로고

EN
Close
[Film Review] LEE Taegyeom's 'I Don't Fire Myself'
2021-03-03 10:36:00Hits 206
22st JEONJU International Film Festival (2021)
I Don't Fire Myself

2021-03-02

💑Because the gift Jeongeun gave was beautiful and bright
[Film Review] LEE Taegyeom's 'I Don't Fire Myself'

Hi there, 

Among last year's JEONJU IFF lineup, I Don’t Fire Myself  (the previous title was Dispatch; I Don't Fire Myself) has been said that the film echoes across many people of this time. The main character Jeong-eun played by YOO Dain resonates while OH Jung-se who played Makne won the Best Acting Prize at the 21st JEONJU IFF. We received a beautiful review of this film and would like to share it with you. 
'I Don't Fire Myself' 
👫 Review by Heejeong, a laborer who records

Being fired means “I” would disappear

Do you think it’s an overstatement?

When I ask those who refuse to get fired and are fighting against their company, they tell me it’s because they feel they have been wronged. What made them feel this way? They’re upset that the “me” who existed all this time will disappear. The sincere, hardworking, innocent me who trusted in my colleagues and believe that I had a communal fate as the company. Once they’re pressured to get fired or resign, the “me” who has been living that way starts to disappear. 

“All I did was work hard, so why must I be treated this way?” 

 Regardless of the position, age, and gender, this is the complaint they have. No company will fire you saying that you’re being laid off because you’re too good for the position. The moment you’re given the dismissal notice, the company must turn you into someone who deserves to be fired so they could justify erasing your existence (or your right to live).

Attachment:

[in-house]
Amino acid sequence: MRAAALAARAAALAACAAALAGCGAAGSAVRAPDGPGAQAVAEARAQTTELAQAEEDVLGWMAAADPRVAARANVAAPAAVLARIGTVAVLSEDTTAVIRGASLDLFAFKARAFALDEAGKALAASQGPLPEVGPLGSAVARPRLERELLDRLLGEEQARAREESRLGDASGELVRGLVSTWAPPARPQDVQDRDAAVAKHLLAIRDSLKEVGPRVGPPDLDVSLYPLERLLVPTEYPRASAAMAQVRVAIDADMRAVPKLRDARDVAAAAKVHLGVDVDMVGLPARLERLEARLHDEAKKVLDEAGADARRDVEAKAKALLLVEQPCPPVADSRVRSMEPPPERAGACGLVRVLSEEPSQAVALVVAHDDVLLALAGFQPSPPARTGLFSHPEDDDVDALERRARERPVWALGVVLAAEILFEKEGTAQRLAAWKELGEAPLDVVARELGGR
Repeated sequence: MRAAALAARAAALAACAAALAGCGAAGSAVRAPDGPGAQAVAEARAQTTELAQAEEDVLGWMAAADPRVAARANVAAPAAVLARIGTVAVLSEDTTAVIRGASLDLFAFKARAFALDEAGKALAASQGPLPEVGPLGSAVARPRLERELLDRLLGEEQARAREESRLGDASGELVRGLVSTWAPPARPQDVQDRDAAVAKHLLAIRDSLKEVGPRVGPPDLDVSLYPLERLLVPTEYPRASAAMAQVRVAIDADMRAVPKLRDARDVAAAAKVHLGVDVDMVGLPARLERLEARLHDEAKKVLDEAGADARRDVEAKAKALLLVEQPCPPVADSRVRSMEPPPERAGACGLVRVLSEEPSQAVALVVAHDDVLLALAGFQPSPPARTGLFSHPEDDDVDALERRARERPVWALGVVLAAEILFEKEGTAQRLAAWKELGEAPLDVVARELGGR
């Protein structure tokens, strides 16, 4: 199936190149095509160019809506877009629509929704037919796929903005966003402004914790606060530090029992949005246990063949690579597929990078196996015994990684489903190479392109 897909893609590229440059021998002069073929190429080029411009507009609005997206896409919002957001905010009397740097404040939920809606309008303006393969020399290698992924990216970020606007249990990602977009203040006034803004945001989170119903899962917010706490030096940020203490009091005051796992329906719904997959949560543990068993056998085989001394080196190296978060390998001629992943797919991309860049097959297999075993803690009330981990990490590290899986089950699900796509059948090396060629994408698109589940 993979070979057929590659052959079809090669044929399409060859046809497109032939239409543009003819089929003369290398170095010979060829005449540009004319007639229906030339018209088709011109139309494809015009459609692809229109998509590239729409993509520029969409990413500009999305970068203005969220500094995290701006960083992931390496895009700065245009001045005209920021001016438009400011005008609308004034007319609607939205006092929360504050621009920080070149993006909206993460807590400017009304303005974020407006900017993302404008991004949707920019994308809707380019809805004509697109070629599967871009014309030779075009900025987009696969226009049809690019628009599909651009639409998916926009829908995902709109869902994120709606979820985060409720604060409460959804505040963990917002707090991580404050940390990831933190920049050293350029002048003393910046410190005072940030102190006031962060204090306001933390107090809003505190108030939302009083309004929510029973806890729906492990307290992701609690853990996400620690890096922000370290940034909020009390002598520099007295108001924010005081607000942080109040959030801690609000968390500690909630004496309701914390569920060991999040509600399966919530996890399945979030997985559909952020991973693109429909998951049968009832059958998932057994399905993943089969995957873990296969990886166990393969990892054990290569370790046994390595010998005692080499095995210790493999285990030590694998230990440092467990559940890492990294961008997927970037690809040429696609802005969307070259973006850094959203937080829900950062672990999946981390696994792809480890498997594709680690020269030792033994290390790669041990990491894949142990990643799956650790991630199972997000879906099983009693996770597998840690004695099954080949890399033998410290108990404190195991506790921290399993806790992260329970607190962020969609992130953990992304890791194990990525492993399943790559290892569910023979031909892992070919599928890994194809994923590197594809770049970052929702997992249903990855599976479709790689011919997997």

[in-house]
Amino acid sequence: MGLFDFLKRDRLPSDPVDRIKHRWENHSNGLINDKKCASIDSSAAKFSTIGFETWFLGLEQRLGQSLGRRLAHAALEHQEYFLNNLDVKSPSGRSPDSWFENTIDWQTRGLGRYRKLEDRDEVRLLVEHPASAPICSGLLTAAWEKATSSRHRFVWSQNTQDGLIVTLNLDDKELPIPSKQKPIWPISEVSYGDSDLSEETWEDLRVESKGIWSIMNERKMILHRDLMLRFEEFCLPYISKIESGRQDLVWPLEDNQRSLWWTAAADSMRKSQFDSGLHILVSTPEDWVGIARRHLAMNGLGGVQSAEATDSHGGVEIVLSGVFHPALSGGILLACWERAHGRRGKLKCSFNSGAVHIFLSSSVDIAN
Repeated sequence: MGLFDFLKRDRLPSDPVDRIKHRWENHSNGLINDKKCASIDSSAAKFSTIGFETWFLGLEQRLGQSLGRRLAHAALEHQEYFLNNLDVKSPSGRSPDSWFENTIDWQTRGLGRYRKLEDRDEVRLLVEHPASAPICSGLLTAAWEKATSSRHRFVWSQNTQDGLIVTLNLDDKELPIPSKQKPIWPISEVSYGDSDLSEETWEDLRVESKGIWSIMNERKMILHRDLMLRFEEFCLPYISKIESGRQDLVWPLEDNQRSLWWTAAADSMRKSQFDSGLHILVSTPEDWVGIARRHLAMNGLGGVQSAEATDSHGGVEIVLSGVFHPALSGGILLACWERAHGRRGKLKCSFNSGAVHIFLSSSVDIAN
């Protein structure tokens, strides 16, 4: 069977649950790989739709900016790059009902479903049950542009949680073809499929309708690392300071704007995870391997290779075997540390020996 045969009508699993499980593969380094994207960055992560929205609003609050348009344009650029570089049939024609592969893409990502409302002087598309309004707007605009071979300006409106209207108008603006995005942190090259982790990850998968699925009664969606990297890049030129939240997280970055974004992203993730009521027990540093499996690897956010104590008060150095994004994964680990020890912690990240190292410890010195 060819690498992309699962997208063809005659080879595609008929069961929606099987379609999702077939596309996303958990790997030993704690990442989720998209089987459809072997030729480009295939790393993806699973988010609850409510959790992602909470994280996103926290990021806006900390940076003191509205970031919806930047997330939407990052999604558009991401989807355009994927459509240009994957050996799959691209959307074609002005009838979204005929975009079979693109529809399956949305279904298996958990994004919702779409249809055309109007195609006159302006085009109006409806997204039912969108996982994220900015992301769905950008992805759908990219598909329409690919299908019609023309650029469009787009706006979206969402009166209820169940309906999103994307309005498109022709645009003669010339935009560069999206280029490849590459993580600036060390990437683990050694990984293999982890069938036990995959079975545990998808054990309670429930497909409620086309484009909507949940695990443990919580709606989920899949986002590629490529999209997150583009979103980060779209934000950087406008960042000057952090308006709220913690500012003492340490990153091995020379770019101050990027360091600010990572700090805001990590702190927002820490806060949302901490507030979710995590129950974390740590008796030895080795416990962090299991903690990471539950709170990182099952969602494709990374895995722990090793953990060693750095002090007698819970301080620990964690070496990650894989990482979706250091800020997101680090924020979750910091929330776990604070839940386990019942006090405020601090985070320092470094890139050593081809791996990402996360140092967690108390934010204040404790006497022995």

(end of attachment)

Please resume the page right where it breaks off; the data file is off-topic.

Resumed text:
“So that’s why they were fired.” 

 Anything can become that reason for dismissal. Maybe you lack confidence or you’re too aggressive. You’re too indecisive or too stubborn. You’re lazy or you’re an inflexible workaholic. Maybe you keep to yourself too much, or you’re too nosy. 

If you leave quietly, maybe they won’t gossip about you more than a couple of times. But the more you hold out and stay, you’ll continuously realize why you’re someone who deserves to get fired. The things that kept you who you are will start to crack. 

When a company closes down (due to bankruptcy), they’re not sorry. Instead, the employees believe it was their fault.” 

This is what someone said after suffering from blaming oneself after their company shut down. It’s the same with being let go. The company isn’t sorry, but the one who gets fired looks back on themselves to see what they’ve done wrong. They question their value. When one overcomes such doubts, stops blaming themselves, and starts to speak up to say they don’t deserve to be fired in such a way is when the fight starts.